“I am an open mic host, community artistic event organizer, a bit of a poet, and run a community theater group — most, if not all, of my events are free,” says Todd Evans.
A ubiquitous presence at poetry readings and spoken word events from Trenton to Princeton, Evans says, “I have been doing this for quite a few years.”
Then the 56-year-old father of two biological sons, three foster sons, and four grandchildren adds, “I was looking to ‘retire’ from it, but when COVID came on and shut so much down artistically, the fire was lit to press on.”
While Evans resides in Willingboro with his wife of 34 years, Debbie (aka “a saint and the wisest person I know”), he was born in Trenton to a noted arts family and maintains that connection with the Capital City.
His mother, Francis Evans, was a Trenton teacher and a mezzo-soprano who had performed at the White House.
His father, Don Evans, was a nationally noted playwright whose work examined the lives of Americans of African heritage and included such titles as “Mahalia” (a musical biography of Mahalia Jackson), “One Monkey Don’t Stop No Show,” and “A Love Song For Miss Lydia,” the latter televised by New Jersey Network. He was also a Princeton High School English instructor and an adjunct professor at Princeton University and Rutgers University, where he taught and collaborated with the founders of Crossroads Theater.
Additionally Evans’ brother is Grammy-nominated jazz pianist Orrin Evans. His sister, Rachel Evans, is a poet/educator.
Although he calls his parents “a huge influence” and graduated from Notre Dame High School, he dropped out of Morgan State University, a historically Black institution in Baltimore, Maryland. “I tried to follow them but somehow got distracted in a bad addiction and street life that neither of them exposed me to.”
As tells it, he remembers his father producing new and classic Black plays in Trenton through the Players Company, seeing “all different kinds of folks coming together,” and recalling “the family vibe and unity,” and wanted to reconnect with that life.
“It took me quite some time to get back to ‘here,’ but I am back and have been serving the community ever since.”
The road back included a stint in the U.S. Army, an associate’s degree from Burlington County College, and a culinary certificate from Burlington County Institute of Technology — he’s a fulltime chef.
He says his reentry into the art world was helped by being “mentored and pushed” by Trenton artists who knew his parents. That included the late nationally known poet Doc Long, noted Cool and Gang trombonist Clifford Adams, influential Trenton music teacher and saxophonist Tommy Grice, and the late Players Company actor and director — and Evans’ godfather — Ken McClain.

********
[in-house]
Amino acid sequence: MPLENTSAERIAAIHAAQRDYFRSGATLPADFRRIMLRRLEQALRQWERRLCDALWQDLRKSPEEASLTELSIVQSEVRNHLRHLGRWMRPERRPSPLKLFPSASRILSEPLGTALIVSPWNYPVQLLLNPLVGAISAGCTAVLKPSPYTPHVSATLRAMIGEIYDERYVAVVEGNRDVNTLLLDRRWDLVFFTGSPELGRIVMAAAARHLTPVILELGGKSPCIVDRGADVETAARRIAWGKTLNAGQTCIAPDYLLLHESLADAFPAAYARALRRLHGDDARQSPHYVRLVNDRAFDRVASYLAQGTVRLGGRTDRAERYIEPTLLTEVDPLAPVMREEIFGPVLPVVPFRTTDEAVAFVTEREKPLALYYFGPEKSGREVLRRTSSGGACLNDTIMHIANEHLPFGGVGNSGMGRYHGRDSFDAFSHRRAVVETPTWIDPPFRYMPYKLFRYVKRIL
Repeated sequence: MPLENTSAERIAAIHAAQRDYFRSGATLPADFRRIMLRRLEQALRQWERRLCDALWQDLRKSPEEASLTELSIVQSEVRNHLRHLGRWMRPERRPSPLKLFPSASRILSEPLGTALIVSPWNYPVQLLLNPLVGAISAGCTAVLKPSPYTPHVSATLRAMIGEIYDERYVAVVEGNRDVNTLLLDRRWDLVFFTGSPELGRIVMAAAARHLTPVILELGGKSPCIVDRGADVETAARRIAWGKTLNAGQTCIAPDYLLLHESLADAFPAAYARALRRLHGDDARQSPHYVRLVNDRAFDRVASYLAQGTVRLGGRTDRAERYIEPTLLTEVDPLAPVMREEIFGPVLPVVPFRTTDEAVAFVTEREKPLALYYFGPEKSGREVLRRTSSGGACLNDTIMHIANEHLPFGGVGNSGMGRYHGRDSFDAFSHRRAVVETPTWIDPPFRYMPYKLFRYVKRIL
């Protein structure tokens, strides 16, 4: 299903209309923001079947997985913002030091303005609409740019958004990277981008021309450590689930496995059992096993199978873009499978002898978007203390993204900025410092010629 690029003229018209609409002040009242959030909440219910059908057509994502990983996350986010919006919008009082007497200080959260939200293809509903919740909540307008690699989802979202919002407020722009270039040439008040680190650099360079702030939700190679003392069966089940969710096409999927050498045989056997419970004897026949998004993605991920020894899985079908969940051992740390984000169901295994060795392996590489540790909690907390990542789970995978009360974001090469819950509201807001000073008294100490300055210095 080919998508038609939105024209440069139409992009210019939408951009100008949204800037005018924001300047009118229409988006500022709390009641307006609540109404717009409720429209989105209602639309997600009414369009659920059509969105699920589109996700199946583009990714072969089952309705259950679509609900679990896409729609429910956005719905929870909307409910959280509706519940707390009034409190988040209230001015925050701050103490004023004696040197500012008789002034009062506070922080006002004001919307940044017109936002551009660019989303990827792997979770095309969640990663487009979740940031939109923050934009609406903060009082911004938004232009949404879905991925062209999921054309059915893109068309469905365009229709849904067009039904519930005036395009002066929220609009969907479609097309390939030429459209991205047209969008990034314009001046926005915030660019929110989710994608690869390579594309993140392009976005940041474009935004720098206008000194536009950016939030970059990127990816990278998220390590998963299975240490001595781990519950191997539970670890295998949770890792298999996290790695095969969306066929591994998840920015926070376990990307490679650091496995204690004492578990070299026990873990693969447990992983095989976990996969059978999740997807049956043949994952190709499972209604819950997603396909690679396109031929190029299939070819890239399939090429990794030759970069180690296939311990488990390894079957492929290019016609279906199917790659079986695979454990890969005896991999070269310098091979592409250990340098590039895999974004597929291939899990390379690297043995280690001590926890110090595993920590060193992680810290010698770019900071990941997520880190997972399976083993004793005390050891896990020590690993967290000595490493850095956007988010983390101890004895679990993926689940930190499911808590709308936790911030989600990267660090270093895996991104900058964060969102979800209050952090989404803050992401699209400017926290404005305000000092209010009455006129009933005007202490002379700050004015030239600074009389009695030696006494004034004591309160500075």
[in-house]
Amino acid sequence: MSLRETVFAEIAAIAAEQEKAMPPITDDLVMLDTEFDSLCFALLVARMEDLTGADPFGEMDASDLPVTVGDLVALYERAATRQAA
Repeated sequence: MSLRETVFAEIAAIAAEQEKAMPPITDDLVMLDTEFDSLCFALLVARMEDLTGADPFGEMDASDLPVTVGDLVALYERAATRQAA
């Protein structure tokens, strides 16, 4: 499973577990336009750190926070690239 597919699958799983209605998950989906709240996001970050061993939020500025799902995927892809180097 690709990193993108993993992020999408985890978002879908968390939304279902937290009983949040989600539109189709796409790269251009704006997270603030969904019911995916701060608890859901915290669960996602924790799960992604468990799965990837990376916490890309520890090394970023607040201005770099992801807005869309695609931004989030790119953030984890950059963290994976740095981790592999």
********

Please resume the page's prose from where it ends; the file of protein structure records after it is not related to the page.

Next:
“They saw (the potential) in me and guided me,” he says. “The only obstacle is being wary of my own lack of confidence and low self-esteem. I suffer greatly there, but I learned how to ‘fake it ‘till I make it,’ plus I have seen young people achieve from my events, so that is a great push as well.”
Recently included in a NorthJersey.Com newspaper article on influential Black leaders, Evans pays tribute to his father through the Don Evans Theater Company, recently presenting a reading of “A Love Song for Miss Lydia” at the Trenton City Museum.
His stage name, Son of Black, also references his father. The elder Evans was a pipe smoker fond of Captain Black tobacco. Brother Orrin also uses the reference for the name of his band.
About his own work, Evans says, “My writing themes started out always being about the horrors of addiction and the freedom of recovery. I wanted to send a message about how bad addiction is and how good recovery can be. But that has broadened into poems about growing up, getting old, and my (grandchildren).
“The underlying intent of my events is for folks to be able to express themselves affordably, and avoid the dreadful ‘cliquishness’ of some events. You don’t have to be the best at my events, but you can be. All are welcome.”
Evans says some of the events coming up include “The Doc Long Poetry Through Windows Festival,” the month of May I Am Trenton grant supported tribute to the poet that uses the posting of poems in the windows of Trenton establishments and a weekly Saturday open mic readings in front of Trenton’s Classic Books (noon to 2 p.m.).
“We are looking for interested establishments, please call 609 346-4329 if you’re interested in hosting a poem for a month,” he says.
There is also the monthly free Friday open mic at the Ellarslie, the Trenton City Museum, in Cadwalader Park. Evans says, “It is streamed live off (the museum’s) Facebook page, but the artists come and perform.” The next event takes place Friday, May 30, at 7:30 p.m. To attend, visit www.facebook.com/watch/Ellarslie.